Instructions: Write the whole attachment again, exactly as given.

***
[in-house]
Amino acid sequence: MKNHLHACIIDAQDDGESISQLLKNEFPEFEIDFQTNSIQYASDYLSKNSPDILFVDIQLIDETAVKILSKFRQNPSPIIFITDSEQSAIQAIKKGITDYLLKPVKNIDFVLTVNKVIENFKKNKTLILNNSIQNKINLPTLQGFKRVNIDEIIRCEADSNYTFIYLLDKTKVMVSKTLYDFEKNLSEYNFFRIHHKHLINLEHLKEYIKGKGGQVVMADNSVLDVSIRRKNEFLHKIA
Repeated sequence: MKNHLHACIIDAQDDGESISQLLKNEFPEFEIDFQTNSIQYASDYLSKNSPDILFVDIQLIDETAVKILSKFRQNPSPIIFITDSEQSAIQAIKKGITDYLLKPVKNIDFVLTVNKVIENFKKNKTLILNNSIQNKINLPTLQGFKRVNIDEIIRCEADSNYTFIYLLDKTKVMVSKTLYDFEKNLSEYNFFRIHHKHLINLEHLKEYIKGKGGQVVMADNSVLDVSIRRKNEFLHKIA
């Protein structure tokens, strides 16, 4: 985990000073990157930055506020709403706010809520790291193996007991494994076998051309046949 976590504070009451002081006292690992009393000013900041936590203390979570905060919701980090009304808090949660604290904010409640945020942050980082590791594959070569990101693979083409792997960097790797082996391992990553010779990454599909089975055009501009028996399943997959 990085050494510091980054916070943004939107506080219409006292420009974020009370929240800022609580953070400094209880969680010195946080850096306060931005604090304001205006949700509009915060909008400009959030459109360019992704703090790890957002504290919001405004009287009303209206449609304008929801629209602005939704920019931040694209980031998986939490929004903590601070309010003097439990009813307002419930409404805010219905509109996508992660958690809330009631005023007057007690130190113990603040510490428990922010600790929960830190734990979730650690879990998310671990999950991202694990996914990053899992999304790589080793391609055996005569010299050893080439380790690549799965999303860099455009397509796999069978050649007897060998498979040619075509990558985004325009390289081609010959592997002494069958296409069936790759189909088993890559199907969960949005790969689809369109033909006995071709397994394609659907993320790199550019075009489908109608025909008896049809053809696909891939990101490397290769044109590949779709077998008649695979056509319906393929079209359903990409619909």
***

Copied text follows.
[in-house]
Amino acid sequence: MKNHLHACIIDAQDDGESISQLLKNEFPEFEIDFQTNSIQYASDYLSKNSPDILFVDIQLIDETAVKILSKFRQNPSPIIFITDSEQSAIQAIKKGITDYLLKPVKNIDFVLTVNKVIENFKKNKTLILNNSIQNKINLPTLQGFKRVNIDEIIRCEADSNYTFIYLLDKTKVMVSKTLYDFEKNLSEYNFFRIHHKHLINLEHLKEYIKGKGGQVVMADNSVLDVSIRRKNEFLHKIA
Repeated sequence: MKNHLHACIIDAQDDGESISQLLKNEFPEFEIDFQTNSIQYASDYLSKNSPDILFVDIQLIDETAVKILSKFRQNPSPIIFITDSEQSAIQAIKKGITDYLLKPVKNIDFVLTVNKVIENFKKNKTLILNNSIQNKINLPTLQGFKRVNIDEIIRCEADSNYTFIYLLDKTKVMVSKTLYDFEKNLSEYNFFRIHHKHLINLEHLKEYIKGKGGQVVMADNSVLDVSIRRKNEFLHKIA
């Protein structure tokens, strides 16, 4: 985990000073990157930055506020709403706010809520790291193996007991494994076998051309046949 976590504070009451002081006292690992009393000013900041936590203390979570905060919701980090009304808090949660604290904010409640945020942050980082590791594959070569990101693979083409792997960097790797082996391992990553010779990454599909089975055009501009028996399943997959 990085050494510091980054916070943004939107506080219409006292420009974020009370929240800022609580953070400094209880969680010195946080850096306060931005604090304001205006949700509009915060909008400009959030459109360019992704703090790890957002504290919001405004009287009303209206449609304008929801629209602005939704920019931040694209980031998986939490929004903590601070309010003097439990009813307002419930409404805010219905509109996508992660958690809330009631005023007057007690130190113990603040510490428990922010600790929960830190734990979730650690879990998310671990999950991202694990996914990053899992999304790589080793391609055996005569010299050893080439380790690549799965999303860099455009397509796999069978050649007897060998498979040619075509990558985004325009390289081609010959592997002494069958296409069936790759189909088993890559199907969960949005790969689809369109033909006995071709397994394609659907993320790199550019075009489908109608025909008896049809053809696909891939990101490397290769044109590949779709077998008649695979056509319906393929079209359903990409619909």